“I watched this for the first time in June of 2014, lying in a hospital bed with a cast on each leg. I knew that my 2 broken ankles would not see me stop riding. Watching this just seemed to solidify that fact. I fondly remember it as 20-minutes well spent watching this short documentary.” – Joe
“Don’t assume that because people are older than you, they’re going to be slower than you.” This line from Fifty Years of Kicks summarizes the message of this twenty minute documentary. The movie follows 60+ year old dirt riders Paul Rodden and Larry Murray from Oklahoma and Ontario (Canada) respectively. Each of them have almost 50 years of riding experience and many enduro championship wins, which comes across when you see them tearing through ruts, sand, mud, water crossings and hill climbs on their KTMs. They fall, drop their bikes, pick them back up and keep going.
They reflect back to the old days when Husqvarna manuals dedicated half their space to physical conditioning in the rider, paving the way for good workout habits that stayed with them for a lifetime. Habits that served them well in one of the most physical demanding sports there is, especially as your body ages and you lose core strength and balance. During one sober recollection, they talk about a close friend who died of a heart attack while riding on the trails with them. And of that being the best possible way to go – with a smile on your face minutes ago while doing what you loved best.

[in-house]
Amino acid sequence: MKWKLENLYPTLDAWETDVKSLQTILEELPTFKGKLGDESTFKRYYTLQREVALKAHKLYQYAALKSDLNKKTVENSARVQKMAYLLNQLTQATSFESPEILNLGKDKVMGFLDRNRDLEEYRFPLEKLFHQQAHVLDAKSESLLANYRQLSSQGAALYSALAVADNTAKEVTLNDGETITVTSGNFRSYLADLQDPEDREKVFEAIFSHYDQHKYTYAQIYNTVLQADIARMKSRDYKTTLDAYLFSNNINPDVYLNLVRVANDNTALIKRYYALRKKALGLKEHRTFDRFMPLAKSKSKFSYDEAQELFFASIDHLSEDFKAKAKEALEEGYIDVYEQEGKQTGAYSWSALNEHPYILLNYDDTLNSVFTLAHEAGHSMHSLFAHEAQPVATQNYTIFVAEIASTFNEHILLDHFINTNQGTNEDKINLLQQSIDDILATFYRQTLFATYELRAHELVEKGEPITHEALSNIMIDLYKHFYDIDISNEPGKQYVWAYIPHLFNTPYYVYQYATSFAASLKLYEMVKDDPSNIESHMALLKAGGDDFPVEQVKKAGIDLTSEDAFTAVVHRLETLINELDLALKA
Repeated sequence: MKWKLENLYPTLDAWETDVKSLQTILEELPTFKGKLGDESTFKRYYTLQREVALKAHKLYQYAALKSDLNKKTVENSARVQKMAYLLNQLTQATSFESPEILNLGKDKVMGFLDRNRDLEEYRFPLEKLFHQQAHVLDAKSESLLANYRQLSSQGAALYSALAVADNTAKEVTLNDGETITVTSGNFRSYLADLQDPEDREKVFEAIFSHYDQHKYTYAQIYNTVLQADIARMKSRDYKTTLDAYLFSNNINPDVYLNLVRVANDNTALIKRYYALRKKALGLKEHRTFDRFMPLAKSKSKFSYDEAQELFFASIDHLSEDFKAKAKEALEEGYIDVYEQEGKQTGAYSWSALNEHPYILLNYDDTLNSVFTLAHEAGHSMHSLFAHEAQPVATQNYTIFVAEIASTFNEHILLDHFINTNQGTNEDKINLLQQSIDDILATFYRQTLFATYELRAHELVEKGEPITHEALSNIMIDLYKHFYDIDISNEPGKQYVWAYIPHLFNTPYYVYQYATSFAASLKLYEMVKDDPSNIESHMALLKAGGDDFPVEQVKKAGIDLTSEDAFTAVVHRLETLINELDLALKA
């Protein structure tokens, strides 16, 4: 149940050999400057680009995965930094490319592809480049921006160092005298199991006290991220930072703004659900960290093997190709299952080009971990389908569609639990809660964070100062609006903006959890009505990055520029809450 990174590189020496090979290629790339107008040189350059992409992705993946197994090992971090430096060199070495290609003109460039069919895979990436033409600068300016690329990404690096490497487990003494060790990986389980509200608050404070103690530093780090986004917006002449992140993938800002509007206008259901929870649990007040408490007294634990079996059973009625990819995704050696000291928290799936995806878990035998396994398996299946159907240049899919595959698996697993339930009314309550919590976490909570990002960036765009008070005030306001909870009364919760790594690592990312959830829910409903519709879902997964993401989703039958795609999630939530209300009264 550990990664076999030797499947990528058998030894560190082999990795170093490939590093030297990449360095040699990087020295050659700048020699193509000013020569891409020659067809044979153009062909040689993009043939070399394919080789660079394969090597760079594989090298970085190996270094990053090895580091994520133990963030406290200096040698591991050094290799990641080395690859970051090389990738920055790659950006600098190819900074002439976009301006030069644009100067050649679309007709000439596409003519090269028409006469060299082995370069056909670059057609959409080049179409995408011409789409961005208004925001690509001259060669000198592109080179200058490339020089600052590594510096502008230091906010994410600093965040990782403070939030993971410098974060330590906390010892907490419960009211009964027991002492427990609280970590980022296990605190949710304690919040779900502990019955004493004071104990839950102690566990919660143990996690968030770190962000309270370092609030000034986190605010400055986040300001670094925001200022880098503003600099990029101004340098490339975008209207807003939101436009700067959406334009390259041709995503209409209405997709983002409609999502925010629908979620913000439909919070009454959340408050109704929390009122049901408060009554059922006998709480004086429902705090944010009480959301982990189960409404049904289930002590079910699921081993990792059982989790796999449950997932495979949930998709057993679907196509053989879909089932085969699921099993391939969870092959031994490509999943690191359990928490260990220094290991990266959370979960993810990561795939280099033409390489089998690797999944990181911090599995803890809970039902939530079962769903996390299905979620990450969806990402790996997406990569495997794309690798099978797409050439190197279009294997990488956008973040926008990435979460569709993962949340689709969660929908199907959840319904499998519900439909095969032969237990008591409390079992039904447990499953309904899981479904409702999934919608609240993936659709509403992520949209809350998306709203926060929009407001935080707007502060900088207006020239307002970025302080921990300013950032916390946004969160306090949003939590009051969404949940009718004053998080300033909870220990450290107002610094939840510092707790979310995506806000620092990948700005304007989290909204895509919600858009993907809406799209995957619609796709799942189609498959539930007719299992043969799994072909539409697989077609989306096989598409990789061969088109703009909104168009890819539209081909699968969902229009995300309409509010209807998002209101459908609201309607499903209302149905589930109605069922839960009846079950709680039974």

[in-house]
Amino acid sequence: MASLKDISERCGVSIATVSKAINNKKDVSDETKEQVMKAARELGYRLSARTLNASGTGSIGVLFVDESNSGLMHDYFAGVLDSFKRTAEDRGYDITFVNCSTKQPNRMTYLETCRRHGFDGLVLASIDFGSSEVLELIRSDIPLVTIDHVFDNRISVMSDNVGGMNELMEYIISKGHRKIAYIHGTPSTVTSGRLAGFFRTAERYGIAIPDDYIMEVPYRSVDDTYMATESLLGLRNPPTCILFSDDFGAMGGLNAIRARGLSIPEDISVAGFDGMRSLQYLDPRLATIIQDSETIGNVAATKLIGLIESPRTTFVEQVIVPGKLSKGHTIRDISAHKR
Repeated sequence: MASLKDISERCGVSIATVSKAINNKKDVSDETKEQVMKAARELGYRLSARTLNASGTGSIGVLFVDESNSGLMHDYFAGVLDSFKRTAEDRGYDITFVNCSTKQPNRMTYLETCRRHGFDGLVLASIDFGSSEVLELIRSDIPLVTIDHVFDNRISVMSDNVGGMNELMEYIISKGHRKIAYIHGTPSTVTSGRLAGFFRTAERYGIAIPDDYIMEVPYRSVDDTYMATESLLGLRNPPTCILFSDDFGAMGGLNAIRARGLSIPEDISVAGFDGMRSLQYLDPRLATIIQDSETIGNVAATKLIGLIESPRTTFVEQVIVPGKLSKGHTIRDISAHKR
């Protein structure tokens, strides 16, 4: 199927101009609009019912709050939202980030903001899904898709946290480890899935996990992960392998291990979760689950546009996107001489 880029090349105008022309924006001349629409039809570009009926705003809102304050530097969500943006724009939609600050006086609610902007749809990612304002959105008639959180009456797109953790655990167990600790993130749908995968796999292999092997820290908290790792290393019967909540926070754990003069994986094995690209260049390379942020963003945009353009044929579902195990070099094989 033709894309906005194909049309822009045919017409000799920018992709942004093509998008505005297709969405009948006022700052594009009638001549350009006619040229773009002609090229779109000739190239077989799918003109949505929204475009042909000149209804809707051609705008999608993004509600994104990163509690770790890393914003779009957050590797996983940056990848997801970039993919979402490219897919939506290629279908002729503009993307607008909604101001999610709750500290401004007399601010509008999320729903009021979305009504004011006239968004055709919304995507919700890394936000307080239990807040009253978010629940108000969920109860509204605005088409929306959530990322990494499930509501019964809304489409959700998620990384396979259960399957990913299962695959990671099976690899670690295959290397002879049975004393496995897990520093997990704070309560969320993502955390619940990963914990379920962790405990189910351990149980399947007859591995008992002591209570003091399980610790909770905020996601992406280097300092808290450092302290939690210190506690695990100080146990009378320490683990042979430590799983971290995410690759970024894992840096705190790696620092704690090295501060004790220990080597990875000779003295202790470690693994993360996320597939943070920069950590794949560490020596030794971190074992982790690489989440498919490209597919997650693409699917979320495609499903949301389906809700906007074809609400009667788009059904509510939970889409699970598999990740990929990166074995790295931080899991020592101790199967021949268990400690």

Motorcycling media tends to focus on young riders as their core target demographic. This leaves us bereft of older role models. It is harder for us to envision riding when we hit a certain age because we see nobody else doing it and doing it well. That’s what makes this movie especially important. It drives home the fact that we don’t have to give up our passion as we age. Here’s hoping that 50 Years leads to more positive representations of old folks riding their bikes and showing the youngsters how it’s done.
Courtesy of AMA Press